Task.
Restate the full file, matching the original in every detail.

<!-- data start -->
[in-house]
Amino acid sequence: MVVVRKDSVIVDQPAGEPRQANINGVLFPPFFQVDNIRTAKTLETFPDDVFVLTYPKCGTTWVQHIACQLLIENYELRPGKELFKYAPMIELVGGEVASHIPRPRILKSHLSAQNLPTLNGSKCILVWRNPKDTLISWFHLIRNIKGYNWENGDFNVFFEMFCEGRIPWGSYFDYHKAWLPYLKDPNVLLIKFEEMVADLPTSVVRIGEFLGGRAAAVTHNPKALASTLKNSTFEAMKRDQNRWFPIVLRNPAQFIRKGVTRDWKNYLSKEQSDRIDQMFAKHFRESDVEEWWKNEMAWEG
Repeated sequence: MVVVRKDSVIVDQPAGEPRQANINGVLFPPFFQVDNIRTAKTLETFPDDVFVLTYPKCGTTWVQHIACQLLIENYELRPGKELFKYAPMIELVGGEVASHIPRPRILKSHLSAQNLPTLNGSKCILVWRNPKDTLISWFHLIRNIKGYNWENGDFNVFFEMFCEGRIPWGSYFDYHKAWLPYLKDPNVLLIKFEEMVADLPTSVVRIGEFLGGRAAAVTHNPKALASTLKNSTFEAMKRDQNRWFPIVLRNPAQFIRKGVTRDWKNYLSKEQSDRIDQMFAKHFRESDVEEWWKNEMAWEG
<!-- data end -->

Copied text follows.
[in-house]
Amino acid sequence: MVVVRKDSVIVDQPAGEPRQANINGVLFPPFFQVDNIRTAKTLETFPDDVFVLTYPKCGTTWVQHIACQLLIENYELRPGKELFKYAPMIELVGGEVASHIPRPRILKSHLSAQNLPTLNGSKCILVWRNPKDTLISWFHLIRNIKGYNWENGDFNVFFEMFCEGRIPWGSYFDYHKAWLPYLKDPNVLLIKFEEMVADLPTSVVRIGEFLGGRAAAVTHNPKALASTLKNSTFEAMKRDQNRWFPIVLRNPAQFIRKGVTRDWKNYLSKEQSDRIDQMFAKHFRESDVEEWWKNEMAWEG
Repeated sequence: MVVVRKDSVIVDQPAGEPRQANINGVLFPPFFQVDNIRTAKTLETFPDDVFVLTYPKCGTTWVQHIACQLLIENYELRPGKELFKYAPMIELVGGEVASHIPRPRILKSHLSAQNLPTLNGSKCILVWRNPKDTLISWFHLIRNIKGYNWENGDFNVFFEMFCEGRIPWGSYFDYHKAWLPYLKDPNVLLIKFEEMVADLPTSVVRIGEFLGGRAAAVTHNPKALASTLKNSTFEAMKRDQNRWFPIVLRNPAQFIRKGVTRDWKNYLSKEQSDRIDQMFAKHFRESDVEEWWKNEMAWEG